• 2015 saw not one, but two countries achieve nul points in the final.. Austria and Germany's infamous mutual Eurovision hate-crush combined with nothing from the other juries meant that both Austria's Makemakes and Germany's Ann Sophie ended the night with nul points. This made Austria the first host country to finish with no points (not the first to finish last on home ground - the Netherlands did it in 1958 and Portugal would do it in 2018), as well as tying it with Norway and Switzerland as the country to most frequently receive the dreaded score. Interestingly, Austria isn't officially listed as finishing last, despite its shared lack-of-score: due to current tie-break rules, ties are broken by placing the country that performed earlier over the country that performed later, so Germany is officially listed as finishing last.
    • Since 2016, the voting system has been changed so that each country now awards two separate scores, one from the jury vote and one from the televote. 2021 was the first year to see an overall nul points result since the change, with the United Kingdom's entry, "Embers" by James Newman, being awarded zero points in both votes. Since the voting change also meant that "zero points" was officially announced as opposed to being skipped over, the UK had to suffer the humiliation of sitting through said announcement twice.
    • Obtaining zero points in just one of the jury vote or televote rounds is more frequent; since 2016, two songs have received no points from only the jury vote (Spain in 2017 and Israel in 2019) and six songs have received no points from only the televote (The Czech Republic in 2016 and Austria in 2017, Germany in 2019, and three songs in 2021). It has also appeared in the semi-finals several times: 2017 saw no televote points for Malta and no jury points for San Marino, for example.
  • The French Gérardaward is essentially their version of the Razzie awards (and a parody of the César movie trophies, but where a César is a golden statuette, a Gérard is a cinderblock), given as a Take That! to politicians and TV/movie stars with highly evocative categories like:
    • "Gérard for Talking So Much About How Well He Did As A Local Elected Official That You Want To Tell Him To Stay In His Dump Of A Backwater"
    • "Gérard for Best Presidential Bootlicker And When We Say Boots It's A Euphemism"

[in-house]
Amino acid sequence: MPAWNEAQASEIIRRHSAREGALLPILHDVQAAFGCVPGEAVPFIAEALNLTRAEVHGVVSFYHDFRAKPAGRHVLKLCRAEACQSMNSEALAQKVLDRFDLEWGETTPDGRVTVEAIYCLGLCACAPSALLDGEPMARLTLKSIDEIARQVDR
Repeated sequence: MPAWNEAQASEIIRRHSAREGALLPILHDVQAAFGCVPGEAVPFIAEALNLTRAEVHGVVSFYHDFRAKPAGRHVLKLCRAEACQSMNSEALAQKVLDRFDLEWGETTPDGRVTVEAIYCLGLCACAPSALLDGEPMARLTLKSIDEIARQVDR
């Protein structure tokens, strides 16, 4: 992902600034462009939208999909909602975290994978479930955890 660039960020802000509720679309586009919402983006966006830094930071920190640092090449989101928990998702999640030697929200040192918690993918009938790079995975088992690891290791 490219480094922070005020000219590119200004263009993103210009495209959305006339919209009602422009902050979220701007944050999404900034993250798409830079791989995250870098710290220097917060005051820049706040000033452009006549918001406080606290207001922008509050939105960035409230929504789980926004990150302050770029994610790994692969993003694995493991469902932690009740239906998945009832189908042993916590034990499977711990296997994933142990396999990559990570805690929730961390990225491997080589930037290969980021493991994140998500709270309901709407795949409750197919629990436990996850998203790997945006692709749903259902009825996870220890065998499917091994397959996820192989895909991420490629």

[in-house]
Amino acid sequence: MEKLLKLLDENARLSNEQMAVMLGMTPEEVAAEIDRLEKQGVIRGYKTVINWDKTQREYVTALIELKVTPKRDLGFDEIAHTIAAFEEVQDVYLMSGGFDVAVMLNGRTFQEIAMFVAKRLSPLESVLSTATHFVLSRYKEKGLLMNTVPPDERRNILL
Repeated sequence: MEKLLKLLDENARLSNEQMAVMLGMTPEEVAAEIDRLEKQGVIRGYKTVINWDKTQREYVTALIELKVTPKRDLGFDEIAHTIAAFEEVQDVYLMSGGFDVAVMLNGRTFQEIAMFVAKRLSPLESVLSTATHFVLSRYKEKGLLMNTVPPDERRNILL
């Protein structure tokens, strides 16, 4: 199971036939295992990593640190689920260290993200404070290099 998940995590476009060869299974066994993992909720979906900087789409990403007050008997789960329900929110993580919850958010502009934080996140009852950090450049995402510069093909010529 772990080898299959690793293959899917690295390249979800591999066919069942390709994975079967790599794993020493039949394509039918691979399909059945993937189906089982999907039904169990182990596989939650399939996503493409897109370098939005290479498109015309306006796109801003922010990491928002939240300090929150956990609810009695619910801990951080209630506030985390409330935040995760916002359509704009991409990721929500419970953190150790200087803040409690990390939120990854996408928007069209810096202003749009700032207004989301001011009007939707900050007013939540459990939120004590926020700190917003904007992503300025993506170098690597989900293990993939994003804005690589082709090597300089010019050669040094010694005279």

• "Gérard for Best Use Of Her Husband's Connections To Boost Her Career"
    • "Gérard for Best Actor Who Should Really Have Stayed A Stand-up Comedian"
    • "Gérard for Best Singer Who's Gone Into Acting, Or The Other Way Around, In Any Case He's Bad At It"
    • "Gérard for Best Movie Where It's Explained To You That Racism Is Bad"
      • Slight Inversion - "Gérard for Best Singer/Actor Who's Pretty Reasonable In Both, But We Wish They'd Make A Bloody Decision As To What They're Best At"
  • As of January 2019, British Conservative Prime Minister Theresa May has two dubious honours of overseeing the biggest ever defeat for a democratic government in the Commons (for her Brexit deal, 432 noes to 202 ayes, a difference of 230) and being the first government in British history to be held in contempt in parliament (for defying a vote to release legal documents related to Brexit).
  • The title of Unwort des Jahres ("Un-word of the Year") is annually awarded to the most annoying or politically incorrect neologism, euphemism, or buzzword that has appeared in German media.
  • When Nickelodeon broadcast its first ever NFL game in 2021, a playoff matchup between the New Orleans Saints and Chicago Bears, the network introduced a special edition of their Nickelodeon Valuable Player award. Instead of being the usual weekly trophy, this NVP was supposed to go to the best player of the game, selected by an online fan vote a la the Super Bowl MVP. However, when the game turned out to be a predictable, one-sided Saints victory, millions of adult fans watching Nick's broadcast over the standard CBS one thought it would be funny to go to the website and vote for Mitchell Trubisky, the Bears' underperforming quarterback. Despite Nick's multiple attempts to reset the poll, Trubisky won the NVP in what turned out to be his final game in Chicago.
    • Amazingly, the next year's playoff NVP almost flipped into a genuine honor. This time, Nick aired a rivalry matchup between the Dallas Cowboys and San Francisco 49ers, and when the underdog 49ers jumped out to an early double-digit lead, fans raced to recreate the NVP magic by voting en masse for Cowboys QB Dak Prescott. Come the fourth quarter, though, the momentum started swinging Dallas's way, as they put up 10 unanswered points to pull within striking distance of the lead—and, amazingly, Nick announced Prescott as the NVP right before the Cowboys' defense made a crucial stop to give Dak the ball for one last drive with no time-outs and the season on the line. The offense took the field, Dak threw methodically up the field to get into San Francisco territory...and then, with 14 seconds left, Dallas had Dak run straight up the middle for a first down, then failed to line up and spike the ball before time expired. Just like that, the Cowboys were eliminated, and not only did Dak's NVP become ironic again, it became a booby prize for the whole team's boneheaded mistakes throughout the game.
  • Sister Andre (Real name Lucile Randon), a retired French nun born in February 1904, became the oldest living person in France on October 19, 2017, and is currently the oldest living person in the world as of April 19, 2022. When she found out about the latter, Randon stated that she thought it was a "sad honor" that everyone born before her has now died.
  • The Ernie Awards are Australian awards for comments deemed misogynistic, held annually. They are named after former Australian Workers' Union secretary Ernie Ecob, who was known for his misogynistic remarks. One of his best-known remarks was "Women aren't welcome in the shearing sheds. They're only after the sex", which is why there is a sheep on top of the Gold Ernie.

Alternative Title(s): Medal Of Dishonour